Having a Community of Kindness


When everyone feels like they belong, they can have a safe space to talk about their personal struggles because it’s all interconnected when working on board a yacht. The new HELM courses (aka Human Element, Leadership and Management) are not only mandatory for certain leadership positions but they are ushering in a new era of standards in the industry for the way that crew are managed on board.  HELM covers situational awareness, communication, training, culture, team working, leadership and workload management.

What is HELM and do I need it?


Medaire also has begun to offer emotional support for crew on board as well as shed light on the challenges crew face with maintaining a healthy mental state. October is Mental Health Month, lets use this time to remember to just be kind to one another.


How long does it take to become a Chief Stew?


For Gemma it took her 4 years. She was offered a Chief Stew role after a year and a half but she wanted to learn more from some other incredible Chief Stews in the industry before making the leap. Her opportunity came to step up when she had been on board a yacht for a year already and her Chief Stew left, opening up the spot for Gemma to take over. She already knew the boat, the owners and the Captain. It created a great opportunity for her to have her first Chief Stew role on a boat she was already familiar with while she learned everything else that comes with the role. She always tells her girls to enjoy their 5pm finish while they can and not to rush.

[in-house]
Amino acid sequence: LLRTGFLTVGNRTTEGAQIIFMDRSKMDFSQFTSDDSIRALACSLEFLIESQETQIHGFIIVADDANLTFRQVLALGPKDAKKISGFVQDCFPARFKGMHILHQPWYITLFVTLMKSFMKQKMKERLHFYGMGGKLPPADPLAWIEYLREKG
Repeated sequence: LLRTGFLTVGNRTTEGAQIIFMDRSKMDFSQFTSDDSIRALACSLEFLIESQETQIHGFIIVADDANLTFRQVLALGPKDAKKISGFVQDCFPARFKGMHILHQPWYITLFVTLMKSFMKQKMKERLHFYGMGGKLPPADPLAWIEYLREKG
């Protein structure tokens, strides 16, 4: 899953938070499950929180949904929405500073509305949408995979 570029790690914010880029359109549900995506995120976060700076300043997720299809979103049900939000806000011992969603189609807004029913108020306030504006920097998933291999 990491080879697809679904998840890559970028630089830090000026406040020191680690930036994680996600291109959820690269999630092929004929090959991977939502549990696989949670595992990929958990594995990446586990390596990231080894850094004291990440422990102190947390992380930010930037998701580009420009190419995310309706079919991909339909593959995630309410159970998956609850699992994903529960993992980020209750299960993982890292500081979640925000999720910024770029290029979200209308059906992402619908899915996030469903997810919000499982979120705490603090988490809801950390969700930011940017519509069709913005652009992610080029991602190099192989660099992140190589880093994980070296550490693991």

Once you step into that Chief Stew role the responsibility adds a lot more workload onto your plate. There is so much to learn, and you can learn it not only from your leaders but also those you work beside. Other team members bring their unique experiences to the table, it’s important to learn from each other even if you are the boss.


Check out Gemma’s step-by-step Training for designing a Superyacht table setting



Adventure Time


Gemma’s Favorite Places to Visit by Yacht include: Cuba, for the incredible culture, lifestyle, and attractions like diving and snorkeling spots. As a proud Canadian, she also adds that  Victoria and Vancouver were incredible to see by boat. There is nothing like the feeling of pulling up into your hometown on a yacht. Getting to see your family and friends after work is a surreal experience in the yachting industry.


Dent Island Yacht Club – a quaint Superyacht and Fishing resort hidden in the inlets between Vancouver Island and the mainland of BC. It arguably has one of the best gym views around! If you have not been cruising in British Columbia yet, you must put it on your bucket list. You can also ‘cruise’ that part of the world by flying into Seattle and taking the Clipper to Victoria through the San Juan inlets. Highly recommend staying the night at the Edgewater Hotel in Seattle the night before your trip and catching some of Chan’s Bibimbap.

I want to say a big Thank You to Gemma for being our guest on the show! Please don’t forget to give her a follow and let us know if you have any thoughts, comments, or feedback in the comments below or send us a message at info@nauticnomad.com